Other Fields
Agency Scheme: 
Hearing Level: Basic Structure
Name of Hearing Office (local name): 
Office of Administrative Law Judges
Name of Hearing Office (global name): 
National Transportation Safety Board: Office of Administrative Law Judges
Hearing Officer #1 (Title): 
Administrative Law Judge
Are administrative appeals permitted from final decisions at the hearing-level stage?: 
Yes (All Types of Cases)
Comments/Notes on Adjudication Structure: 

Since 1967 the NTSB has served as the "court of appeal" for airmen, aircraft mechanics, and other individuals and entities whenever the FAA takes a certificate action. The Boards Administrative Law Judges hear, consider and issue initial decision on appeals filed with the Board. Included are appeals of:

Orders issued by the FAA's Administrator amending, modifying, suspending or revoking, in whole or in part certificates of airmen, air agencies and air carriers for alleged violations of the Federal Aviation Regulation or for lack of qualification;

FAA actions denying applications for the issuance or renewal of airmen certificates including medical certificates;

Appeals of certain FAA civil penalty orders issued by the FAA against pilots, flight engineers, mechanics or repairmen where the amount in dispute is less than $50,000.

The NTSB Administrative Law Judges also adjudicate claims for fees and expenses stemming from FAA certificate and civil penalty actions under the Equal Access to Justice Act.

Cases are handled on an emergency or non-emergency, or routine basis as designated by the FAA. If a case is designated an emergency, statutory time deadlines are invoked and the FAA certificate action is effective immediately. Emergency hearings on the merits of the case must be held by the Administrative Law Judge assigned the case within 30 days of the receipt of the filing of the appeal. Board members have 30 days from the Administrative Law Judge oral initial decision to render a final decision.

PROCESS & PROCEDURE - General Information
Are private parties permitted to have representation at hearings?: 
Yes (All Types of Cases)
Who may serve as a private party representative?: 
About what percentage of private parties were represented at hearings (FY2013)?: 
Is the agency permitted to have representation at hearings?:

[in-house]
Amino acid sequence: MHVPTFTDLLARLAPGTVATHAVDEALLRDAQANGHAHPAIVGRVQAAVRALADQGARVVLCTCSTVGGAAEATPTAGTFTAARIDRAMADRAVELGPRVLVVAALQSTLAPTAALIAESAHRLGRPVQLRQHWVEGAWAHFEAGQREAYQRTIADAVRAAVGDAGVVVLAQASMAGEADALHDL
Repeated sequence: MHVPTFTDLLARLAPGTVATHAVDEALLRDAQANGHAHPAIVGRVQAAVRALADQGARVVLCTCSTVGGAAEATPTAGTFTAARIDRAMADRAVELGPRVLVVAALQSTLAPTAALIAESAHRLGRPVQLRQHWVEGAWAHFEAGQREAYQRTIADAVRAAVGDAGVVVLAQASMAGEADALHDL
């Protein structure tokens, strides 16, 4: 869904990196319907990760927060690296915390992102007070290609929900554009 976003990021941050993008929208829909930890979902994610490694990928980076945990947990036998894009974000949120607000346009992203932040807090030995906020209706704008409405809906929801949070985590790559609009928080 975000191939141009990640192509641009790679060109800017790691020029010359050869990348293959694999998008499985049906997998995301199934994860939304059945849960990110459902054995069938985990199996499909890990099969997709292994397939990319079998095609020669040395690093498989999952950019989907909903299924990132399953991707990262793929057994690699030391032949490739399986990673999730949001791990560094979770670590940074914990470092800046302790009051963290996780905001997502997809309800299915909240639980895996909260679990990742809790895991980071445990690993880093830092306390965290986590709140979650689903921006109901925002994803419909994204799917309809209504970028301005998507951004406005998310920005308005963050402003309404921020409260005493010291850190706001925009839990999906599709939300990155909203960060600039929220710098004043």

Yes (All Types of Cases)
Who may serve as an agency representative?: 
Regulations/rules of practice for hearings (please include CFR citations): 
49 CFR 821, 826
Other published guidance for hearings (if any): 
PROCESS & PROCEDURE - Pre-Hearing Procedure
Is discovery permitted by either party at the hearing-level stage?: 
Yes (All Types of Cases)
Briefly describe the scope and type(s) of discovery available (e.g., depositions, interrogatories, etc.): 
Depositions, interrogatories, and other forms of discovery are allowed. Per 49 CFR 821.5 Procedural Rules, for situations not covered by the Boards Rules of Practice the Federal Rules of Civil Procedure are applicable to the extent practicable.
Does the hearing officer have subpoena authority?: 
Yes (All Types of Cases)
Are ex parte contacts prohibited?: 
Yes (All Types of Cases)
Are parties provided notice of hearing?: 
Yes (All Types of Cases)
How far in advance of the hearing date is notice typically provided?: 
30 Days
PROCESS & PROCEDURE - Hearing Procedure
What types of hearings are permitted at the hearing-level stage?: 
Written (Document-Only) Hearing
Please provide the approximate percentage of each type of hearing relative to the total number of hearings (FY2013)
Written (Document-Only) Hearing: 
How is the type of hearing selected: 
By Agency
By Private Party
Required by Rule
How many hearing officers preside at each hearing?: 
Is witness testimony permitted at hearings?: 
Varies by Case
If "Varies by Case," please describe: 
Witness testimony is permitted in oral hearings, but N/A in document-only hearings.
Can parties cross-examine witnesses?: